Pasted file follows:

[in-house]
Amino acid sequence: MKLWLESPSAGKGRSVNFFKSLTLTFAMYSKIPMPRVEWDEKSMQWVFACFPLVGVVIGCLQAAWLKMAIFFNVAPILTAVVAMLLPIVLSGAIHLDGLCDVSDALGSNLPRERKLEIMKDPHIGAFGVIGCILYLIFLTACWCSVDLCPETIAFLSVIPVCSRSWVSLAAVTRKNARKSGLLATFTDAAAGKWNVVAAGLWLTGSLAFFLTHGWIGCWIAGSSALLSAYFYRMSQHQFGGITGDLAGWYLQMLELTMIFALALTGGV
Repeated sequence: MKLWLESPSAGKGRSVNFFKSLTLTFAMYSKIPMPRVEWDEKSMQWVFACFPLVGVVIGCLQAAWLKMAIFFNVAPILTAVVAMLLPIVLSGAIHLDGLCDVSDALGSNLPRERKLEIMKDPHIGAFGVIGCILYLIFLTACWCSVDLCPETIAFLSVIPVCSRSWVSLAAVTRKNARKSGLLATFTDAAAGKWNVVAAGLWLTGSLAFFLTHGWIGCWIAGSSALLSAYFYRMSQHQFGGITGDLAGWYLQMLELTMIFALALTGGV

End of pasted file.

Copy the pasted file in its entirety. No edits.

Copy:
[in-house]
Amino acid sequence: MKLWLESPSAGKGRSVNFFKSLTLTFAMYSKIPMPRVEWDEKSMQWVFACFPLVGVVIGCLQAAWLKMAIFFNVAPILTAVVAMLLPIVLSGAIHLDGLCDVSDALGSNLPRERKLEIMKDPHIGAFGVIGCILYLIFLTACWCSVDLCPETIAFLSVIPVCSRSWVSLAAVTRKNARKSGLLATFTDAAAGKWNVVAAGLWLTGSLAFFLTHGWIGCWIAGSSALLSAYFYRMSQHQFGGITGDLAGWYLQMLELTMIFALALTGGV
Repeated sequence: MKLWLESPSAGKGRSVNFFKSLTLTFAMYSKIPMPRVEWDEKSMQWVFACFPLVGVVIGCLQAAWLKMAIFFNVAPILTAVVAMLLPIVLSGAIHLDGLCDVSDALGSNLPRERKLEIMKDPHIGAFGVIGCILYLIFLTACWCSVDLCPETIAFLSVIPVCSRSWVSLAAVTRKNARKSGLLATFTDAAAGKWNVVAAGLWLTGSLAFFLTHGWIGCWIAGSSALLSAYFYRMSQHQFGGITGDLAGWYLQMLELTMIFALALTGGV